"Black Amazon of Mars", by Leigh Brackett (Planet Stories, March)

"The Continent Makers", by L. Sprague de Camp (Thrilling Wonder Stories, April)

"The Fireman", by Ray Bradbury (Galaxy, February)

"Beyond Bedlam", by Wyman Guin (Galaxy, August)

"... And Then There Were None", by Eric Frank Russell (Astounding, June)

Other Possibilities:

"The Virgin of Valkarion", by Poul Anderson (Planet Stories, July)

"Witch of the Demon Seas", by Poul Anderson (Planet Stories, December)

"Earthlight", by Arthur C. Clarke (Thrilling Wonder Stories, August)

"The Road to the Sea", by Arthur C. Clarke (Two Complete Science-Adventure Novels, March)

"A Stitch in Time", by Sylvia Jacobs (Astounding, April)

"The Illusionists", by James H. Schmitz (Astounding, March)

"Overlords of Maxus" aka "Maxos", by Jack Vance (Thrilling Wonder Stories, February)

"... And Then There Were None" is the Science Fiction Hall of Fame story here, and it's a good story, and of course "The Fireman" is the first version of Fahrenheit 451, also very good: but my vote goes without hesitation to the more adventurous, more unusual story, Wyman Guin's "Beyond Bedlam"; which is truly brilliant. It's a story that has never precisely been forgotten -- it was immediately anthologized in the first Galaxy Reader, and again in the Amis/Conquest Spectrum II, and later in Robert Silverberg and Martin H. Greenberg's Arbor House Treasury of Great Science Fiction Short Novels -- but though it has a mild reputation it deserves even more -- among other things it achieves real tragedy.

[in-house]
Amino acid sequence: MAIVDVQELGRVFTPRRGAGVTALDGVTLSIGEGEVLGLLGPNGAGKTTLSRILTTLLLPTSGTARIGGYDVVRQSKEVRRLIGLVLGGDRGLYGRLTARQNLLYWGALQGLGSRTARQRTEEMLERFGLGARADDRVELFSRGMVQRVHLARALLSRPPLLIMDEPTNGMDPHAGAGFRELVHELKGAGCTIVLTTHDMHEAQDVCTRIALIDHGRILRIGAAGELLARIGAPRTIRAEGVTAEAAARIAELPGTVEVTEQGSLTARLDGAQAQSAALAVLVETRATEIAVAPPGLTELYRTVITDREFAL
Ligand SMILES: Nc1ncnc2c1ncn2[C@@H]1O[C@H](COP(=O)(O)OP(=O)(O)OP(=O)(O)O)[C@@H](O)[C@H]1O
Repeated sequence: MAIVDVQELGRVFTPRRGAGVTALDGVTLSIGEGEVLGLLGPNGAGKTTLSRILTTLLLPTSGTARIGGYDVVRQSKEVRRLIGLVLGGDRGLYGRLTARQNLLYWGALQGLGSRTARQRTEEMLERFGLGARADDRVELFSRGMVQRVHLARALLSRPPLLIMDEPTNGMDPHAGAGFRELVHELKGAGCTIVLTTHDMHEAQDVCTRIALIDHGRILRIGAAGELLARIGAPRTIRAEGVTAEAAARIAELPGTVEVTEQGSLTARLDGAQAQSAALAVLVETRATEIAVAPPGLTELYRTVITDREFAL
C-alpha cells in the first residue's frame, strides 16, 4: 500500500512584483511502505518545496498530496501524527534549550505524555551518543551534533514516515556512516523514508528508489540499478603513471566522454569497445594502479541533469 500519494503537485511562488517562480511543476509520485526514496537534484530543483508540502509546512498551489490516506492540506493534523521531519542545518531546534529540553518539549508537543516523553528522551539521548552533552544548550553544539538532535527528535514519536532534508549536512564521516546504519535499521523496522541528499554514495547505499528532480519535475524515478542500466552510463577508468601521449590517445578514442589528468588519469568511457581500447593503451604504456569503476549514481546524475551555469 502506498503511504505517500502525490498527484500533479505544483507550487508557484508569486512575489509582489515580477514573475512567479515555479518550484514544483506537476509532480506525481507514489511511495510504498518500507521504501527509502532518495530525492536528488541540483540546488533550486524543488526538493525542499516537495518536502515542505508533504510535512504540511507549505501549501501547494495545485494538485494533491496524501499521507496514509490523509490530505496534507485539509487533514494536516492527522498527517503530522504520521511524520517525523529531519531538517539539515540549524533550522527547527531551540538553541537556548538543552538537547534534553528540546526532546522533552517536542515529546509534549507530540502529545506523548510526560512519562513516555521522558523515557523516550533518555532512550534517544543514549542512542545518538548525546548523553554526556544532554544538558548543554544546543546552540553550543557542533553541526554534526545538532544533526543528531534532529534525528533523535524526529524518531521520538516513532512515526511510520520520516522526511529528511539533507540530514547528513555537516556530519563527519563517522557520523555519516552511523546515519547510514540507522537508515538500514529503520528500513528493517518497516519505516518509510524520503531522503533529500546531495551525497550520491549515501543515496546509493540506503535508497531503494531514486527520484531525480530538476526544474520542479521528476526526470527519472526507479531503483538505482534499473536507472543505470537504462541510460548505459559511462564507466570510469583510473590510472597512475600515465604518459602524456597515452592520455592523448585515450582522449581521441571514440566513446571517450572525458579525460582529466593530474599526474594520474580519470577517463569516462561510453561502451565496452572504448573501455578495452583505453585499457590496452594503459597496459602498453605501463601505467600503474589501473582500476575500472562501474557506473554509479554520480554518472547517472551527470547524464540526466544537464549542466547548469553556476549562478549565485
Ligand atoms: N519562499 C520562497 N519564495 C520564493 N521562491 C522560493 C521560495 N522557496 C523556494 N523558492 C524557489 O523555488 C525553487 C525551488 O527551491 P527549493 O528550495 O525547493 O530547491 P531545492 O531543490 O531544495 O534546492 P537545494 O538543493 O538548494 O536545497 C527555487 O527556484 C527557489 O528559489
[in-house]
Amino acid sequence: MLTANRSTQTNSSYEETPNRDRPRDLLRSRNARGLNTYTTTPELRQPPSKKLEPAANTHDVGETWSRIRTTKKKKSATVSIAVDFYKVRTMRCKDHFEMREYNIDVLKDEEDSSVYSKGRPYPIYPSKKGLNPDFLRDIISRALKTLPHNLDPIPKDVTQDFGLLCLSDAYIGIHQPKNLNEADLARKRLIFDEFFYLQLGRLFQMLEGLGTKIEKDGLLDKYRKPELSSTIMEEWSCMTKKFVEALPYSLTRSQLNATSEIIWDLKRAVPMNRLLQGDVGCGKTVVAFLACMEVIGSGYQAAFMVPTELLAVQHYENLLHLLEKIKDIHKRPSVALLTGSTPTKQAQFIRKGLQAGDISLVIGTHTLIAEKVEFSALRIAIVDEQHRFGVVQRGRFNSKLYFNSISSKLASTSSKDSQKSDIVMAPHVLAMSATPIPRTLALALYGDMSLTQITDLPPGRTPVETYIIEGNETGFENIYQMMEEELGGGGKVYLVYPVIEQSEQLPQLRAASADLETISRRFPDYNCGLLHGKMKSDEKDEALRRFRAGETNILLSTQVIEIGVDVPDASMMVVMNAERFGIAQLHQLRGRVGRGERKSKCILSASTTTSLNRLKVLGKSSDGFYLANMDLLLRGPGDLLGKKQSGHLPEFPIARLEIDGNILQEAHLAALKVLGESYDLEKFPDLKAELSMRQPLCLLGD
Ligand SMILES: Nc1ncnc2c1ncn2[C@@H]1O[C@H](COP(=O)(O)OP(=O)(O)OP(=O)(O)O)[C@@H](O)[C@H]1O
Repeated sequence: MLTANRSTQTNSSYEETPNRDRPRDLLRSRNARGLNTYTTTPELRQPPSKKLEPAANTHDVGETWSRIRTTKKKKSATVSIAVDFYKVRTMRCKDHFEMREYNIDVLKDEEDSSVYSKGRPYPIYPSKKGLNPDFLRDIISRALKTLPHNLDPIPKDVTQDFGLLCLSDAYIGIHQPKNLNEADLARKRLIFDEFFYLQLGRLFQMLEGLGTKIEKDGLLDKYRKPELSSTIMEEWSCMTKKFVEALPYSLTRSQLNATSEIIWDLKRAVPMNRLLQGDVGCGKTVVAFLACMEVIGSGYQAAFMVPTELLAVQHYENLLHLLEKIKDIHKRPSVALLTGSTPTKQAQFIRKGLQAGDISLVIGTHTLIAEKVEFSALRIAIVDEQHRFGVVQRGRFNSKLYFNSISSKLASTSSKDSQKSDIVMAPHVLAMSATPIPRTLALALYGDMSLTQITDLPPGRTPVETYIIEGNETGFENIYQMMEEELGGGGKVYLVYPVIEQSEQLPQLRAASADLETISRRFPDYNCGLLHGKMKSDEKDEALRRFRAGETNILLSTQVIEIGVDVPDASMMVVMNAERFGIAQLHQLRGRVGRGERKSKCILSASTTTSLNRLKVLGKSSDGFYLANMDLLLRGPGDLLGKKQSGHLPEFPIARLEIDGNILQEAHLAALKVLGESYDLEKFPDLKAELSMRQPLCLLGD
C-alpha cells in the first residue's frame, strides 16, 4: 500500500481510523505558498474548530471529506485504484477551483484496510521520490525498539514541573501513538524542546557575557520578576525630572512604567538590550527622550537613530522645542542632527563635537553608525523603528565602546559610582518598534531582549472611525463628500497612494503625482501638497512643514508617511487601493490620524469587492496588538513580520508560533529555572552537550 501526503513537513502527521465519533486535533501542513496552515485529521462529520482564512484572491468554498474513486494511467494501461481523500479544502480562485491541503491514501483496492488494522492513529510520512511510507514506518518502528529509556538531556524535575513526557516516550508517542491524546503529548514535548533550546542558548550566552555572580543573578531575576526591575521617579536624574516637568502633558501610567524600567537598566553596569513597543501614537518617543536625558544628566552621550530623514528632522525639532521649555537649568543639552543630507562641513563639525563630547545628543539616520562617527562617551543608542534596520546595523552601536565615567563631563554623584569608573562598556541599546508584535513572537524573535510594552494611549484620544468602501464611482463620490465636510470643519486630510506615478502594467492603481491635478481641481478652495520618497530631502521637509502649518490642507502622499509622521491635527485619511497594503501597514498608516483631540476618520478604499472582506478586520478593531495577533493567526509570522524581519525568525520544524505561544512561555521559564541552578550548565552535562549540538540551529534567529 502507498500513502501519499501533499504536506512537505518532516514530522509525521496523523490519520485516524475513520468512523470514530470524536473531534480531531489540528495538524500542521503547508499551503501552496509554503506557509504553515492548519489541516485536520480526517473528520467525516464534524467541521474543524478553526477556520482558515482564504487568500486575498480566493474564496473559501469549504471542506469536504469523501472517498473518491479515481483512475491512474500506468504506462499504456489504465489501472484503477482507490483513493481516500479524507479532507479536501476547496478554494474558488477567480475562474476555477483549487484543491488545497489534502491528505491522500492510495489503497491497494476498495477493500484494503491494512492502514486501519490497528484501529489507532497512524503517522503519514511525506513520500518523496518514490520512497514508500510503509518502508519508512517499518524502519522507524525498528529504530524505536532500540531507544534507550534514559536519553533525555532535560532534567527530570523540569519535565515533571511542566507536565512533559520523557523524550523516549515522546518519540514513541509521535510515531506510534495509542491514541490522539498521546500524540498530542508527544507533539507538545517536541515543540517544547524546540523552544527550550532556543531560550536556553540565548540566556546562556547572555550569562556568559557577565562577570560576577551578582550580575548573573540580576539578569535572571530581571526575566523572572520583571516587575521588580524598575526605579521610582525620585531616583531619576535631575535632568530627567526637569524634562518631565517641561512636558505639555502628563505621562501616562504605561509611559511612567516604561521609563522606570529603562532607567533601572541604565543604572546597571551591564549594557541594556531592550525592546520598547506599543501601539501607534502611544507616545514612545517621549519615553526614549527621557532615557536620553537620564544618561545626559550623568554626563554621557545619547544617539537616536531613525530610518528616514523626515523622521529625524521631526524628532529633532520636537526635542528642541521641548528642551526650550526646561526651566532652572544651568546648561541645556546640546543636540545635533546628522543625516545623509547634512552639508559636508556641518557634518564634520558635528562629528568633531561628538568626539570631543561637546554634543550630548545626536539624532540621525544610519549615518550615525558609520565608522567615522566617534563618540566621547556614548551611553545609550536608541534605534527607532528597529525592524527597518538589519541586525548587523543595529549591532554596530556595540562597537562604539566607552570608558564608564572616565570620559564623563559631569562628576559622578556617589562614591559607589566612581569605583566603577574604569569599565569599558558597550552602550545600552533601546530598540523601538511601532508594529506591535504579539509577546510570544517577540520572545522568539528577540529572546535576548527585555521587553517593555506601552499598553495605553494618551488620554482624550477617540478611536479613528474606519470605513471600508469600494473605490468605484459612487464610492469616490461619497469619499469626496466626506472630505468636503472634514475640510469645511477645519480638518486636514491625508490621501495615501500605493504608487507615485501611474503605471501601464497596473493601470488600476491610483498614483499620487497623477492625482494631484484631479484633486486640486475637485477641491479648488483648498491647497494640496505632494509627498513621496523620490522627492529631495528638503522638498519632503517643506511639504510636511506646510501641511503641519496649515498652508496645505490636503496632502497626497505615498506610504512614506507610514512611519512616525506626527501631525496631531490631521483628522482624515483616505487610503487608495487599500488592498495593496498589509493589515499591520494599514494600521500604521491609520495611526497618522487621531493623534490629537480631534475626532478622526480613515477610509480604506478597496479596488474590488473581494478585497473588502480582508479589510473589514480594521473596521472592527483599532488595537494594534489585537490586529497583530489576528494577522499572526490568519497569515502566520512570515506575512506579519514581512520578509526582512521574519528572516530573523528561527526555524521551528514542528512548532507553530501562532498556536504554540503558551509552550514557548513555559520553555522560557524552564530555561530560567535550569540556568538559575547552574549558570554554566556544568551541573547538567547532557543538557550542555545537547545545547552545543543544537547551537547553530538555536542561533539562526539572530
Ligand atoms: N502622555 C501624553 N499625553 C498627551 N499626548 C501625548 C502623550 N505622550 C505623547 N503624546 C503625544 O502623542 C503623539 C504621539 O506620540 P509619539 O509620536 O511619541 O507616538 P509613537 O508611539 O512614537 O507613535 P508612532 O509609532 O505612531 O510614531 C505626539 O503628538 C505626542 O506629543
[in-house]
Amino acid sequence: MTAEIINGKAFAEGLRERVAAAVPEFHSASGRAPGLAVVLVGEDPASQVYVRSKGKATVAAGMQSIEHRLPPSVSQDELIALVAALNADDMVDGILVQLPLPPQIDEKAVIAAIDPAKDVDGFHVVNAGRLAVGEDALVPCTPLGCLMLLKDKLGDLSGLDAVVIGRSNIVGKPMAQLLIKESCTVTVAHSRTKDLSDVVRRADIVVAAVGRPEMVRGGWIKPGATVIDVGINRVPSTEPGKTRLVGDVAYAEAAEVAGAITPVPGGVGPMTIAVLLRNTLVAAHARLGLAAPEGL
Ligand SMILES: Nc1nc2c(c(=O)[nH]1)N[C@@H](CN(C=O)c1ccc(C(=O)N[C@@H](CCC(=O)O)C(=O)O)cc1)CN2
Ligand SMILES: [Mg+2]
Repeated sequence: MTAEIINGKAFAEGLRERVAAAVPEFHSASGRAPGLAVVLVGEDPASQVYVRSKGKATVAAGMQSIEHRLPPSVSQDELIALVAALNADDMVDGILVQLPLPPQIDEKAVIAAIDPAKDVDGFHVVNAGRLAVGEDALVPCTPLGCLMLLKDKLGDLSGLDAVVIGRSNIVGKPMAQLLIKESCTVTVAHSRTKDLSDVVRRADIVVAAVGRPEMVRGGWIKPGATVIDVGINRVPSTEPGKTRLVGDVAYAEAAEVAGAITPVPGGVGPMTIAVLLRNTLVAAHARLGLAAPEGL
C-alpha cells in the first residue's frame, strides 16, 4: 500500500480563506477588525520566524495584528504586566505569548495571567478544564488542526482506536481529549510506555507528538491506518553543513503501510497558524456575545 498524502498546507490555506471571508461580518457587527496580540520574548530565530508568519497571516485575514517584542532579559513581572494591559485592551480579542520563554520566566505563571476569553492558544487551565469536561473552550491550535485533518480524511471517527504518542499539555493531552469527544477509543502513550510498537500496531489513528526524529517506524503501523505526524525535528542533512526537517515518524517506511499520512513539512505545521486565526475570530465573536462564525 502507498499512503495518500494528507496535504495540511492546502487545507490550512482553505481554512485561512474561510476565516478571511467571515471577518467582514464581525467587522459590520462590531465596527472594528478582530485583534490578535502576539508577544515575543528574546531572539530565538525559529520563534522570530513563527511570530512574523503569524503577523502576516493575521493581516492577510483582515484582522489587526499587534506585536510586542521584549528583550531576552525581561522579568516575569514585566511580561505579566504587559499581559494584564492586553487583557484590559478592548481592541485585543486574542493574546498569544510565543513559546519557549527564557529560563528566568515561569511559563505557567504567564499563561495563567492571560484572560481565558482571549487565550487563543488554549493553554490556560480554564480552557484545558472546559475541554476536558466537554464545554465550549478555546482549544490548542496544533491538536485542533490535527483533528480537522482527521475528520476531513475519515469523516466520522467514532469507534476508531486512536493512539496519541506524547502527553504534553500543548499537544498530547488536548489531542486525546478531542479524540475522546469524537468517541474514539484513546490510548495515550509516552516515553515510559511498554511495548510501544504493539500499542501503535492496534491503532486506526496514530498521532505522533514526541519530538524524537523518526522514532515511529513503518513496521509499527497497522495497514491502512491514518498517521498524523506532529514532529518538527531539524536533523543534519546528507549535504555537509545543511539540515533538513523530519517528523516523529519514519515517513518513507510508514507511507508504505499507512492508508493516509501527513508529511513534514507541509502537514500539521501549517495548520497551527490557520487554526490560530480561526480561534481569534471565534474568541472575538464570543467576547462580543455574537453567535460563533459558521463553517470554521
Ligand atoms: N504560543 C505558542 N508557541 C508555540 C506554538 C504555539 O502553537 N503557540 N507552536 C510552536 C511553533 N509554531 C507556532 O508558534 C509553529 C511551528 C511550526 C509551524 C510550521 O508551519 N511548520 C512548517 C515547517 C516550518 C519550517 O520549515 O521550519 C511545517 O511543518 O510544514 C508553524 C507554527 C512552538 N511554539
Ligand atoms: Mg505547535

Beyond THAT, I confess again my fondness for ancient unserious but fun pulp by citing the two glorious planetary romance stories by Poul Anderson, and Jack Vance's little known "Maxos", to say nothing of Leigh Brackett's classic "Black Amazon of Mars", which was later expanded and radically altered (probably by her husband Edmond Hamilton) into the Ace Double half People of the Talisman.


"The Marching Morons", by C. M. Kornbluth (Galaxy, April)

"Dune Roller", by J. C. May (Astounding, May)

"Bettyann", by Kris Neville (New Tales of Space and Time)

"Angel's Egg", by Edgar Pangborn (Galaxy, June)

"The New Prime", by Jack Vance (Worlds Beyond, February)

"Self Portrait", by Bernard Wolfe (Galaxy, November)

Other possibilities

"Honorable Enemy", by Poul Anderson (Future, May)

"Breeds There a Man", by Isaac Asimov (Astounding, June)

"The C-Chute", by Isaac Asimov (Galaxy, October)

"Second Dawn", by Arthur C. Clarke (Science Fiction Quarterly, August)

"Venus Mission", by "J. T. M'Intosh" (James MacGregor) (Planet Stories, July)

"Casting Office", by Kris Neville (Astounding, March)

"The Universe Between", by Alan E. Nourse (Astounding, September)

"The Incubi of Parallel X", by Theodore Sturgeon (Planet Stories, September)